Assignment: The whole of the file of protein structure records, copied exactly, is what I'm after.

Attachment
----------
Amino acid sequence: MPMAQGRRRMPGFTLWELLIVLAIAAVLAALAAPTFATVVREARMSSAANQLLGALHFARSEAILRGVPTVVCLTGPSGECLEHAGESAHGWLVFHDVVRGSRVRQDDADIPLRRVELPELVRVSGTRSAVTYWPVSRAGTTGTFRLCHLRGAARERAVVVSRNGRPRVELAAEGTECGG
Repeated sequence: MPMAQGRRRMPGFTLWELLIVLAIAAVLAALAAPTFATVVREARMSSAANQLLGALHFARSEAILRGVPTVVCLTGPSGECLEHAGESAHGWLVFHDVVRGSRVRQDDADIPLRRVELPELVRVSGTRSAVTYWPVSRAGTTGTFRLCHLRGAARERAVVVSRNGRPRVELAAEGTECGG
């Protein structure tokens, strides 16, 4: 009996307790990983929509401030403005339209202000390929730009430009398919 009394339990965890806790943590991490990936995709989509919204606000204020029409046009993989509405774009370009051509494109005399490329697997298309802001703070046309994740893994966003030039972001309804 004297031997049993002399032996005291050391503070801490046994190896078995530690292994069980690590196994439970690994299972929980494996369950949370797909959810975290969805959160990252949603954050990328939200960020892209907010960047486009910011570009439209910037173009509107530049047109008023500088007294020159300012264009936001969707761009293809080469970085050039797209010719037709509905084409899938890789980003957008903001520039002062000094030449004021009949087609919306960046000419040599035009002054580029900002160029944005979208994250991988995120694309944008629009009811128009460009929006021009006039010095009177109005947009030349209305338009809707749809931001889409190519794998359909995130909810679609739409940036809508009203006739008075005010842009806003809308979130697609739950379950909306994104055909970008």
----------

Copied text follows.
Amino acid sequence: MPMAQGRRRMPGFTLWELLIVLAIAAVLAALAAPTFATVVREARMSSAANQLLGALHFARSEAILRGVPTVVCLTGPSGECLEHAGESAHGWLVFHDVVRGSRVRQDDADIPLRRVELPELVRVSGTRSAVTYWPVSRAGTTGTFRLCHLRGAARERAVVVSRNGRPRVELAAEGTECGG
Repeated sequence: MPMAQGRRRMPGFTLWELLIVLAIAAVLAALAAPTFATVVREARMSSAANQLLGALHFARSEAILRGVPTVVCLTGPSGECLEHAGESAHGWLVFHDVVRGSRVRQDDADIPLRRVELPELVRVSGTRSAVTYWPVSRAGTTGTFRLCHLRGAARERAVVVSRNGRPRVELAAEGTECGG
């Protein structure tokens, strides 16, 4: 009996307790990983929509401030403005339209202000390929730009430009398919 009394339990965890806790943590991490990936995709989509919204606000204020029409046009993989509405774009370009051509494109005399490329697997298309802001703070046309994740893994966003030039972001309804 004297031997049993002399032996005291050391503070801490046994190896078995530690292994069980690590196994439970690994299972929980494996369950949370797909959810975290969805959160990252949603954050990328939200960020892209907010960047486009910011570009439209910037173009509107530049047109008023500088007294020159300012264009936001969707761009293809080469970085050039797209010719037709509905084409899938890789980003957008903001520039002062000094030449004021009949087609919306960046000419040599035009002054580029900002160029944005979208994250991988995120694309944008629009009811128009460009929006021009006039010095009177109005947009030349209305338009809707749809931001889409190519794998359909995130909810679609739409940036809508009203006739008075005010842009806003809308979130697609739950379950909306994104055909970008």